Monday, 23 May 2016

A Visit to the National Gallery of Canada

Aways a sucker for photographing impressive architecture, I made a point of heading to the National Gallery of Canada during a recent trip to Ottawa. Although I have photographed the exterior as recently as 2008, I hadn't been inside the building since about 1991. Some things were just as I remembered them.

In town for a wedding back in 2008, and staying at the nearby Chateau Laurier, I got up early one morning to get photos of the gallery in the morning light. This panorama was stitched together during post-processing.

A casting of Louise Bourgeois' sculpture Maman is in front of the museum. The glass tower framed by the spider encloses the Great Hall, with the Colonnade leading away to the right. If you look closely, the moon is making an appearance.
The interior is just as impressive. I'll start with some of the grand access hallways, ramps, and stairs. The National Gallery's website has a handy floor plan for reference.

Looking up in the main entrance hall.
After entering the building and paying your entrance fee, visitors are greeted by an impressive Colonnade that leads to the Great Hall. It occurs to me that I'm going to have to be careful not to over-use the word "impressive".

Looking up the Colonnade towards the Great Hall.

Vertical panorama looking from the Great Hall down the Colonnade towards the main entrance.

Closeup of the peaked glass roof over the Colonnade.
The Great Hall is an imp.... a towering hall supported by concrete and clad in a considerable amount of glass.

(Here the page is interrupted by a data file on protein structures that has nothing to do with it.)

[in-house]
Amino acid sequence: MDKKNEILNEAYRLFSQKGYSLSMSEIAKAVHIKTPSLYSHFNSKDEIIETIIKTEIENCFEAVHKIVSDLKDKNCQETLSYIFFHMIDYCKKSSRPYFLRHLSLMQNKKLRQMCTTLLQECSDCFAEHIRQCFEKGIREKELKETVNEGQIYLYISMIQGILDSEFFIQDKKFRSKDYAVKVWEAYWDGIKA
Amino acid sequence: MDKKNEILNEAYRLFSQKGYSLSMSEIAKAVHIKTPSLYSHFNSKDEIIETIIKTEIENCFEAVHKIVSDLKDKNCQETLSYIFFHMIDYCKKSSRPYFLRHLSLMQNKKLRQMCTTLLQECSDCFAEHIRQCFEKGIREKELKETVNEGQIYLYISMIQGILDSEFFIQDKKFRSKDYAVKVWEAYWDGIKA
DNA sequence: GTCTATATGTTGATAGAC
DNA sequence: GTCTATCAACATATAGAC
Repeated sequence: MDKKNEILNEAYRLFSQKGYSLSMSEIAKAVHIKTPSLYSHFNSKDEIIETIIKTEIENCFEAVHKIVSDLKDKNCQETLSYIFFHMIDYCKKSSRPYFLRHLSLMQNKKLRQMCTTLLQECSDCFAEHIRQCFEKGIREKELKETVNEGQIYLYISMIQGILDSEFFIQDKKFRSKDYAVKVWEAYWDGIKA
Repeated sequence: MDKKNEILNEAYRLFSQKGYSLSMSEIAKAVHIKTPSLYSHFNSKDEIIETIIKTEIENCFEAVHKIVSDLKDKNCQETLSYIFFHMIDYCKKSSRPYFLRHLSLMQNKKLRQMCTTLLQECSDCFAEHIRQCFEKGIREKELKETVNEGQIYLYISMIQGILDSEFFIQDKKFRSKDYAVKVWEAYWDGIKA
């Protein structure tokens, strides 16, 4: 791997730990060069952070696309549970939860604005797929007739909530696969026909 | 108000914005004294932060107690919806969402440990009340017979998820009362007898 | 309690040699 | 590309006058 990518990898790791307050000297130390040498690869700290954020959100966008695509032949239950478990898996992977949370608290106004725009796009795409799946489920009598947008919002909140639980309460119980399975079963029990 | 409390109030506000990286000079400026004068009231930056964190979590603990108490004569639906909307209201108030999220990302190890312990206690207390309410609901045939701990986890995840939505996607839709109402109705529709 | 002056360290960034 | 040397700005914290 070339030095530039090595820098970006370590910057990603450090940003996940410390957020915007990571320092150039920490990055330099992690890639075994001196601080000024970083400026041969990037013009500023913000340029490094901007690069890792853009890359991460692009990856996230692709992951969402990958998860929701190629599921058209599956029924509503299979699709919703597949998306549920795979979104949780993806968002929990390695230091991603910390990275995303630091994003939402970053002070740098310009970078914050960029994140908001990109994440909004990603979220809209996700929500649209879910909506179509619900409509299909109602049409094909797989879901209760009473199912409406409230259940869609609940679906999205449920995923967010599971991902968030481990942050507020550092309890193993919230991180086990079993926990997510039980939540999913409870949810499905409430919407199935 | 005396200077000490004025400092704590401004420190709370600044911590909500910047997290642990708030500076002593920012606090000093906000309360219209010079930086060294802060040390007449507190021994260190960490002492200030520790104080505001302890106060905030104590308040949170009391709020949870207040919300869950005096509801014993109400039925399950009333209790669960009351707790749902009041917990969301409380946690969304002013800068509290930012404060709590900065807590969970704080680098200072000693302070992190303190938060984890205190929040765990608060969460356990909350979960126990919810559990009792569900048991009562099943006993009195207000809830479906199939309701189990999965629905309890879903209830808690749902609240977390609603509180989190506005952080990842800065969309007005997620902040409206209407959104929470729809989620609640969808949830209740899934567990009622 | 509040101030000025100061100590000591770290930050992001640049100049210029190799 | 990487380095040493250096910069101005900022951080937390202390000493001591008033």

The Great Hall.
Looking straight up, the Great Hall looks like a kaleidoscope.
A stairway off of the Great Hall.

Stairway off the Great Hall.
Leading away from the Great Hall is another day-lit hallway that terminates at the Upper Rotunda.

Hallway to the Upper Rotunda.

Stairs to the Upper Rotunda. I placed the camera down low to get this angle on the "stairs", which are actually a series of ramps with a small rise between each. Not exactly wheelchair friendly, but there are elevators.

Looking back towards the Great Hall from the Upper Rotunda. I balanced the camera on the mirror-surfaced railing in order to get some reflections of the ceiling and skylight.
Another elegant stair is located off the end of the Upper Rotunda.

Other large open and day-lit spaces within the National Gallery include the Garden Court and the Water Court.

Garden Court.
Water Court.
One of the few things I remember from my visit in 1991 is the Water Court, which is kind of special. Under the centre of the water pool are 9 plexiglass panels that form the ceiling of the foyer below, from where you can look up through the panels to the skylight above.

The surface of the water pool in the Water Court.
Looking up from underneath the Water Court to the skylight above.
Being an art gallery, and aside from the architecture, there were of course some rooms filled with art. Some of these areas allow photography, while others do not. Flash photography, of course, is prohibited.

A hall in the International Art area. As I recall from many years ago, all the skylights have sun shades that open and close automatically during the day to prevent sun damage to the artwork on display.
A panorama in the International Art area.
A sculpture in the International Art area.
Whether you enjoy art or architecture, the National Gallery of Canada is well worth a visit.

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